Diagnostic utility of canine cerebrospinal fluid preserved with buffered formalin
Ivan Montanes Sancho and others, Paragon Veterinary Referrals, Wakefield
Examination of cerebrospinal fluid (CSF) samples can provide valuable information in patients with neurological signs. It is recommended that CSF analysis is performed within an hour of collection due to the likelihood of samples deteriorating, which affects cell numbers and morphology. The authors examined the impact of adding 10 percent buffered formalin on the quality of samples. A comparison of samples with and without formalin showed that this agent did help to preserve the diagnostic utility of CSF samples by preserving cellular morphology when the analysis is delayed for between 6 and 20 hours.
Postattenuation neurological signs after surgery for congenital portosystemic shunts
Ronan Mullins and others, University College Dublin, Ireland
Postattenuation neurological signs (PANS) are a poorly understood and potentially devastating complication after surgical treatment of congenital portosystemic shunts. The clinical signs of PANS include seizures, depression, behavioural changes and tremors. The authors reviewed the findings from 50 publications reporting incidents of PANS. The aetiology of PANS remains elusive, but a number of risk factors have been identified including increasing age and the presence of hepatic encephalopathy immediately post-operatively. Treatment is mainly supportive therapy, centred around the administration of antiepileptic drugs.
Primary orthostatic tremor and orthostatic tremor-plus in dogs
Theofanis Liatis and others, University of Glasgow, Scotland
Orthostatic tremor is a movement disorder characterised by pathognomonic high-frequency involuntary movements which may affect the whole body. Orthostatic tremor-plus (OT-plus) describes these signs when accompanied by evidence of other neurological disease. The authors report the clinical details of 53 cases of primary disease and seven cases of OT-plus. Their findings show that these conditions are progressive diseases of young giant- and large-breed dogs but that they may also appear later in life in retrievers. Patients with primary disease may respond to medications including phenobarbital, primidone, gabapentin, pregabalin or clonazepam.
MRI examination of canine haemangiosarcoma affecting the central nervous system
Claudia Mallol and others, Autonomous University of Barcelona, Spain
Haemangiosarcoma is the most common metastatic tumour affecting the brain in dogs. The authors describe the MRI characteristics of these lesions after reviewing findings from studies at seven referral institutions. In 20 patients, the consistent imaging features included heterogenous and frequently mixed signal intensity lesions with the presence of susceptibility artifact on T2*w, associated moderate to severe perilesional oedema and moderate to strong heterogenous or ring-like contrast enhancement. Detection of these features will aid the early identification of haemangiosarcoma and guide subsequent treatment.
Multiple cranial nerve motor deficits in a cat with hyperthyroidism
Christopher Holland and Jonathon Nott, Merewether Veterinary Hospital, Newcastle, New South Wales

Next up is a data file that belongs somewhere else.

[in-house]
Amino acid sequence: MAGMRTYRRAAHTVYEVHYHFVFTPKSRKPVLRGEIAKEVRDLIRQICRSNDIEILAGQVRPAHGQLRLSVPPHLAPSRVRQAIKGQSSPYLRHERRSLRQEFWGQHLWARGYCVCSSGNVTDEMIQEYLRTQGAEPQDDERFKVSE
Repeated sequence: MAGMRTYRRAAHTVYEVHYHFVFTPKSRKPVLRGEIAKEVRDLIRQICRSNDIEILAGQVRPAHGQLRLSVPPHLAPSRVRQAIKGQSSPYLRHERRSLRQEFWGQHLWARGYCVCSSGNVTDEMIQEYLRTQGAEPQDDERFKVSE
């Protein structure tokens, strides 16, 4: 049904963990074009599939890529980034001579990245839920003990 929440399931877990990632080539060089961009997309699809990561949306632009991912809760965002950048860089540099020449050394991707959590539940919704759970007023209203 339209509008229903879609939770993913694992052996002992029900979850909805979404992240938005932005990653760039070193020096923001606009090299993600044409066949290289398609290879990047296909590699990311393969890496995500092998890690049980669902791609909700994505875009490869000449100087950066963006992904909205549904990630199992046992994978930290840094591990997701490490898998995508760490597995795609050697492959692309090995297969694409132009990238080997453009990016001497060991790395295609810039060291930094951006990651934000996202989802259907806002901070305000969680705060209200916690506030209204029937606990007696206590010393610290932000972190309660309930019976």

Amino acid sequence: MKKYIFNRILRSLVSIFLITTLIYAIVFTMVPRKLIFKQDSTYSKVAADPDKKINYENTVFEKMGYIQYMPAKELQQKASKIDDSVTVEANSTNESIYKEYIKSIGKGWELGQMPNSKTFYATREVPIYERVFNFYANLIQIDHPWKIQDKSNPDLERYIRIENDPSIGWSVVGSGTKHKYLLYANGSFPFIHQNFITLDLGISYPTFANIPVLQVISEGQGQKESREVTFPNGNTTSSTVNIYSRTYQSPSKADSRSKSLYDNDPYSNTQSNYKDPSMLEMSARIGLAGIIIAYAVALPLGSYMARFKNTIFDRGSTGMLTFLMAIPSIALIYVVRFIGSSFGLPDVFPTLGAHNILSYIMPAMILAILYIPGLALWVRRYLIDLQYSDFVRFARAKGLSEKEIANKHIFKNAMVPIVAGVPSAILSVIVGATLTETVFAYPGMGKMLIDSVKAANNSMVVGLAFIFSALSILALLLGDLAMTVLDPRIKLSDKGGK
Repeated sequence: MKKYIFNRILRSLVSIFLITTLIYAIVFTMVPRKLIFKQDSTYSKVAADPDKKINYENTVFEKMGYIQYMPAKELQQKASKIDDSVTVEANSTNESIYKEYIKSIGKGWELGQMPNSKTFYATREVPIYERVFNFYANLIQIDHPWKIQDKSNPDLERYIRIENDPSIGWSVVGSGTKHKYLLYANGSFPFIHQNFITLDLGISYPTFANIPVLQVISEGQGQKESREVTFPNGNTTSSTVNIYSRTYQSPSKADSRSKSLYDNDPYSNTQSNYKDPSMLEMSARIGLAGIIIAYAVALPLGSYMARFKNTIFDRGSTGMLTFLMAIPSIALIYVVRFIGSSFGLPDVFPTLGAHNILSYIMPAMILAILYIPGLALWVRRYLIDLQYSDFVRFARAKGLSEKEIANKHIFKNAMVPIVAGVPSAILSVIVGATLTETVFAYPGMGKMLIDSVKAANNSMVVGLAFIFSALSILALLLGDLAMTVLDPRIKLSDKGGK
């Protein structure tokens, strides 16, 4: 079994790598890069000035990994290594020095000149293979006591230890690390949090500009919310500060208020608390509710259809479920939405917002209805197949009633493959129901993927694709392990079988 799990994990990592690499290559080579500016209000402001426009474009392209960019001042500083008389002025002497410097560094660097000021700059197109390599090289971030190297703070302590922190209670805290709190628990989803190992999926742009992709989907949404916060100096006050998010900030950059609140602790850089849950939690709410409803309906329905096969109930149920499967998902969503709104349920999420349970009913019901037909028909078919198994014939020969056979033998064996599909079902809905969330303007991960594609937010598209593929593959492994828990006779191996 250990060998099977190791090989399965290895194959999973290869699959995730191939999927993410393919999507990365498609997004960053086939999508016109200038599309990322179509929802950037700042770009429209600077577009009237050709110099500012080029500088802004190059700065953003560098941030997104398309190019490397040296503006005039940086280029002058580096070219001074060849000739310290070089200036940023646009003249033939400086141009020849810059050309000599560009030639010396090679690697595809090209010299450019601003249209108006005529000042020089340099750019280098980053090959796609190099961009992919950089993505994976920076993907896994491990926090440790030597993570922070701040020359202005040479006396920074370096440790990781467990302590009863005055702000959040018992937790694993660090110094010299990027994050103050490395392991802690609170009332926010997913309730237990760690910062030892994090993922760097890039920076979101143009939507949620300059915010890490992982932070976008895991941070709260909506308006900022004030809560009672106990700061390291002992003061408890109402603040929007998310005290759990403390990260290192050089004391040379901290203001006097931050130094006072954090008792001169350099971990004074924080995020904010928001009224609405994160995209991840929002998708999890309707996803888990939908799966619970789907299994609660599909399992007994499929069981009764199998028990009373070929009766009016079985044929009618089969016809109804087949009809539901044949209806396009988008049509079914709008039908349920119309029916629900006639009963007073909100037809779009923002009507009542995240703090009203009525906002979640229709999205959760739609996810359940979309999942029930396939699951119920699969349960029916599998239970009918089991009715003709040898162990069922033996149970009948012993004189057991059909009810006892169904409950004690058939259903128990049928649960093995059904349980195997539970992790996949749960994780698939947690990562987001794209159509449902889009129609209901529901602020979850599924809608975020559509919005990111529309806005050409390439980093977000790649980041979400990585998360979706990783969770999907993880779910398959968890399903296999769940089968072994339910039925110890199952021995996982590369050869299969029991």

An elderly neutered female domestic shorthair presented with a six-day history of difficulty eating, dropped jaw, tongue protrusion and sialosis. There was also evidence of pelvic limb weakness and vocal changes. Blood samples showed increased total thyroid hormone levels indicating hyperthyroidism, while neurological examination demonstrated multiple cranial nerve motor deficits resembling polyneuritis cranialis. There was complete resolution of clinical signs following treatment with carbimazole and a modified extracapsular bilateral thyroidectomy.
Computed tomography findings in cats with traumatic brain injuries
Ohad Mann and others, Hebrew University of Jerusalem, Israel
Computed tomography (CT) scans are considered the most useful imaging modality for investigating traumatic brain injuries in human medicine. The authors compared the findings on CT imaging with clinical outcomes in 14 cats with brain injuries. They also assessed the prognostic value of the Koret CT scoring system (KCTS). They found a significant negative association between both short- and long-term survival and the presence of intracranial haemorrhage. The KCTS appears to be a useful prognostic tool, with a cut-off value of two predicting survival with high sensitivity and specificity.
Cryptococcosis in a dog causing epidural haematoma and acute cerebral compression
An 18-month-old neutered male Neapolitan Mastiff was found comatose with no preceding clinical signs apart from mild forelimb lameness. A CT scan of the head revealed a lesion within the right caudal nasal cavity that traversed the cribriform plate, and a right epidural lesion resulting in compression of the right cerebrum. Clinical examination indicated brain death and a large epidural haemorrhage was found on post-mortem examination. Cryptococcus gattii was cultured from a nasal biopsy.
Meningoencephalomyelitis in domestic cats due to Pasteurella multocida infection
Bianca de Cecco and others, Federal University of Rio Grande do Sul, Brazil
Neurological diseases are common in cats, and in 30 to 45 percent of cases they are infectious in origin. Yet there are relatively few published reports of bacterial conditions causing neurological signs in this species. The authors describe three cases of bacterial meningitis and meningoencephalomyelitis associated with Pasteurella multocida. Post-mortem examination showed gross and histological findings indicating a bacterial infection, and P. multocida was cultured in each case. The authors suggest that the upper respiratory system was the portal of entry for the bacteria in these patients.